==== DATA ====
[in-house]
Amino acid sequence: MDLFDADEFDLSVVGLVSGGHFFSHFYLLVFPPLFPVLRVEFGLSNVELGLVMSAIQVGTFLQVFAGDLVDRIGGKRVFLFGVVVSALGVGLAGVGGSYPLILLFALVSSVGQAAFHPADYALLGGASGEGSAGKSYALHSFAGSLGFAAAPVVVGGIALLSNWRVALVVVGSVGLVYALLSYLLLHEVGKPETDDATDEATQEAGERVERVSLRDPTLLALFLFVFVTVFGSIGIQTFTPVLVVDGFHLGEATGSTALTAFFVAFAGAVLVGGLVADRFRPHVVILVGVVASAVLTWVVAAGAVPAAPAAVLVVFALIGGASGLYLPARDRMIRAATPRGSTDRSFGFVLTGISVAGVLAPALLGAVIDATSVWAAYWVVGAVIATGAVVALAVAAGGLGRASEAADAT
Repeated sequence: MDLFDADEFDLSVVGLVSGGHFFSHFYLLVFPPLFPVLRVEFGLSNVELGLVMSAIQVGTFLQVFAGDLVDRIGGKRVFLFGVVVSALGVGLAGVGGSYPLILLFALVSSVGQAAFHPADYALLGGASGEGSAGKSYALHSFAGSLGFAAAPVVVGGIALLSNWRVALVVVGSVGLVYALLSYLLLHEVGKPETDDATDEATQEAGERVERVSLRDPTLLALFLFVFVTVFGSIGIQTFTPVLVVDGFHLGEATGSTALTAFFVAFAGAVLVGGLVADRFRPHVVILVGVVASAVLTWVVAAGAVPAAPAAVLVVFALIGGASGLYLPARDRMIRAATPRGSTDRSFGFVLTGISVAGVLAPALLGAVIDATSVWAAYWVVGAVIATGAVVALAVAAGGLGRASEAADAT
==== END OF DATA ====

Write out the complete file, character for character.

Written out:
[in-house]
Amino acid sequence: MDLFDADEFDLSVVGLVSGGHFFSHFYLLVFPPLFPVLRVEFGLSNVELGLVMSAIQVGTFLQVFAGDLVDRIGGKRVFLFGVVVSALGVGLAGVGGSYPLILLFALVSSVGQAAFHPADYALLGGASGEGSAGKSYALHSFAGSLGFAAAPVVVGGIALLSNWRVALVVVGSVGLVYALLSYLLLHEVGKPETDDATDEATQEAGERVERVSLRDPTLLALFLFVFVTVFGSIGIQTFTPVLVVDGFHLGEATGSTALTAFFVAFAGAVLVGGLVADRFRPHVVILVGVVASAVLTWVVAAGAVPAAPAAVLVVFALIGGASGLYLPARDRMIRAATPRGSTDRSFGFVLTGISVAGVLAPALLGAVIDATSVWAAYWVVGAVIATGAVVALAVAAGGLGRASEAADAT
Repeated sequence: MDLFDADEFDLSVVGLVSGGHFFSHFYLLVFPPLFPVLRVEFGLSNVELGLVMSAIQVGTFLQVFAGDLVDRIGGKRVFLFGVVVSALGVGLAGVGGSYPLILLFALVSSVGQAAFHPADYALLGGASGEGSAGKSYALHSFAGSLGFAAAPVVVGGIALLSNWRVALVVVGSVGLVYALLSYLLLHEVGKPETDDATDEATQEAGERVERVSLRDPTLLALFLFVFVTVFGSIGIQTFTPVLVVDGFHLGEATGSTALTAFFVAFAGAVLVGGLVADRFRPHVVILVGVVASAVLTWVVAAGAVPAAPAAVLVVFALIGGASGLYLPARDRMIRAATPRGSTDRSFGFVLTGISVAGVLAPALLGAVIDATSVWAAYWVVGAVIATGAVVALAVAAGGLGRASEAADAT